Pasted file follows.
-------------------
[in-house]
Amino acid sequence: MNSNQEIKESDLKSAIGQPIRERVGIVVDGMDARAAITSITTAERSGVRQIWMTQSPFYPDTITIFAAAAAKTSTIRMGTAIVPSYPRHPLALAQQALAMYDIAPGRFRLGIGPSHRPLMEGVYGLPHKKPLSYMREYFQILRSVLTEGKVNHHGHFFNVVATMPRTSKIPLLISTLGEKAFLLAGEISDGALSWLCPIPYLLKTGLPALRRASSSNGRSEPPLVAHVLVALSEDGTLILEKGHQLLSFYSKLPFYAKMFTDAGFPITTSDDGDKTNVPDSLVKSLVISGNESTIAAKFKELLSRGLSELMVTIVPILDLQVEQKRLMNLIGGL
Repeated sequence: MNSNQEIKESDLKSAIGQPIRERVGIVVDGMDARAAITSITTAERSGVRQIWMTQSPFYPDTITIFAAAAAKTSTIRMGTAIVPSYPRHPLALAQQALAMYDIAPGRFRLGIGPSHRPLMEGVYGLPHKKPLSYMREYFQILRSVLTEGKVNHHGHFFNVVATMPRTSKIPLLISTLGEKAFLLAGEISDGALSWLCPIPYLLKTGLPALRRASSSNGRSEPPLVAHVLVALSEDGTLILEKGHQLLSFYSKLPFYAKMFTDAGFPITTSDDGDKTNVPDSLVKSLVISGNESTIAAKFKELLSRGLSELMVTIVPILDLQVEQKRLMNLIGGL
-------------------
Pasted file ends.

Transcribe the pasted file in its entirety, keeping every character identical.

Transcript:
[in-house]
Amino acid sequence: MNSNQEIKESDLKSAIGQPIRERVGIVVDGMDARAAITSITTAERSGVRQIWMTQSPFYPDTITIFAAAAAKTSTIRMGTAIVPSYPRHPLALAQQALAMYDIAPGRFRLGIGPSHRPLMEGVYGLPHKKPLSYMREYFQILRSVLTEGKVNHHGHFFNVVATMPRTSKIPLLISTLGEKAFLLAGEISDGALSWLCPIPYLLKTGLPALRRASSSNGRSEPPLVAHVLVALSEDGTLILEKGHQLLSFYSKLPFYAKMFTDAGFPITTSDDGDKTNVPDSLVKSLVISGNESTIAAKFKELLSRGLSELMVTIVPILDLQVEQKRLMNLIGGL
Repeated sequence: MNSNQEIKESDLKSAIGQPIRERVGIVVDGMDARAAITSITTAERSGVRQIWMTQSPFYPDTITIFAAAAAKTSTIRMGTAIVPSYPRHPLALAQQALAMYDIAPGRFRLGIGPSHRPLMEGVYGLPHKKPLSYMREYFQILRSVLTEGKVNHHGHFFNVVATMPRTSKIPLLISTLGEKAFLLAGEISDGALSWLCPIPYLLKTGLPALRRASSSNGRSEPPLVAHVLVALSEDGTLILEKGHQLLSFYSKLPFYAKMFTDAGFPITTSDDGDKTNVPDSLVKSLVISGNESTIAAKFKELLSRGLSELMVTIVPILDLQVEQKRLMNLIGGL